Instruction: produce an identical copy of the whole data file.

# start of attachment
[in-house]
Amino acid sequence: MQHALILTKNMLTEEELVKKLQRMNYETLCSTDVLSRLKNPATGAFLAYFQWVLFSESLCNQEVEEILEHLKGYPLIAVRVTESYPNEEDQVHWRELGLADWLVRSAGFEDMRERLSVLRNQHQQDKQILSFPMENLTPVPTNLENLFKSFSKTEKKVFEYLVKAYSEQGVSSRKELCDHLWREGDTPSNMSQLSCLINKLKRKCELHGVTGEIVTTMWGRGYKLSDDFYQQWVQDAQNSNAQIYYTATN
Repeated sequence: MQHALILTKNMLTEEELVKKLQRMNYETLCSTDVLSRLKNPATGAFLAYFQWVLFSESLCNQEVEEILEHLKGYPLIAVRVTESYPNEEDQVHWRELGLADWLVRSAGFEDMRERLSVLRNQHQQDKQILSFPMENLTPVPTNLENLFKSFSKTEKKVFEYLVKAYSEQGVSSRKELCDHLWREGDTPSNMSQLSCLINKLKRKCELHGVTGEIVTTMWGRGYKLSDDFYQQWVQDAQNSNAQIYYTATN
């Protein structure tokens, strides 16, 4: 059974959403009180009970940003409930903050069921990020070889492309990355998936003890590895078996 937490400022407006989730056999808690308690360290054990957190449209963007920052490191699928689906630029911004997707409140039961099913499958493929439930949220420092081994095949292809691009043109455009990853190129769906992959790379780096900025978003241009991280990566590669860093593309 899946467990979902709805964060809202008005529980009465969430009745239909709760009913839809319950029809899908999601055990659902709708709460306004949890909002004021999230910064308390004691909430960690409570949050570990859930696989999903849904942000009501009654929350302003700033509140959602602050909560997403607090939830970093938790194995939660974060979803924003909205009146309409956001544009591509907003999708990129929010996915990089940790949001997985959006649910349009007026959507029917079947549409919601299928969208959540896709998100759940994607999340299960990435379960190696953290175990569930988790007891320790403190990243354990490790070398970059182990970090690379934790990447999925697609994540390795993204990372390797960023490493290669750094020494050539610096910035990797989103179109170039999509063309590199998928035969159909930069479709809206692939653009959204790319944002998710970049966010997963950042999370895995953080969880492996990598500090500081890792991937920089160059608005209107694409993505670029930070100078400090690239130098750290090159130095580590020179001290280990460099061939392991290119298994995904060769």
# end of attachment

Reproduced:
[in-house]
Amino acid sequence: MQHALILTKNMLTEEELVKKLQRMNYETLCSTDVLSRLKNPATGAFLAYFQWVLFSESLCNQEVEEILEHLKGYPLIAVRVTESYPNEEDQVHWRELGLADWLVRSAGFEDMRERLSVLRNQHQQDKQILSFPMENLTPVPTNLENLFKSFSKTEKKVFEYLVKAYSEQGVSSRKELCDHLWREGDTPSNMSQLSCLINKLKRKCELHGVTGEIVTTMWGRGYKLSDDFYQQWVQDAQNSNAQIYYTATN
Repeated sequence: MQHALILTKNMLTEEELVKKLQRMNYETLCSTDVLSRLKNPATGAFLAYFQWVLFSESLCNQEVEEILEHLKGYPLIAVRVTESYPNEEDQVHWRELGLADWLVRSAGFEDMRERLSVLRNQHQQDKQILSFPMENLTPVPTNLENLFKSFSKTEKKVFEYLVKAYSEQGVSSRKELCDHLWREGDTPSNMSQLSCLINKLKRKCELHGVTGEIVTTMWGRGYKLSDDFYQQWVQDAQNSNAQIYYTATN
């Protein structure tokens, strides 16, 4: 059974959403009180009970940003409930903050069921990020070889492309990355998936003890590895078996 937490400022407006989730056999808690308690360290054990957190449209963007920052490191699928689906630029911004997707409140039961099913499958493929439930949220420092081994095949292809691009043109455009990853190129769906992959790379780096900025978003241009991280990566590669860093593309 899946467990979902709805964060809202008005529980009465969430009745239909709760009913839809319950029809899908999601055990659902709708709460306004949890909002004021999230910064308390004691909430960690409570949050570990859930696989999903849904942000009501009654929350302003700033509140959602602050909560997403607090939830970093938790194995939660974060979803924003909205009146309409956001544009591509907003999708990129929010996915990089940790949001997985959006649910349009007026959507029917079947549409919601299928969208959540896709998100759940994607999340299960990435379960190696953290175990569930988790007891320790403190990243354990490790070398970059182990970090690379934790990447999925697609994540390795993204990372390797960023490493290669750094020494050539610096910035990797989103179109170039999509063309590199998928035969159909930069479709809206692939653009959204790319944002998710970049966010997963950042999370895995953080969880492996990598500090500081890792991937920089160059608005209107694409993505670029930070100078400090690239130098750290090159130095580590020179001290280990460099061939392991290119298994995904060769």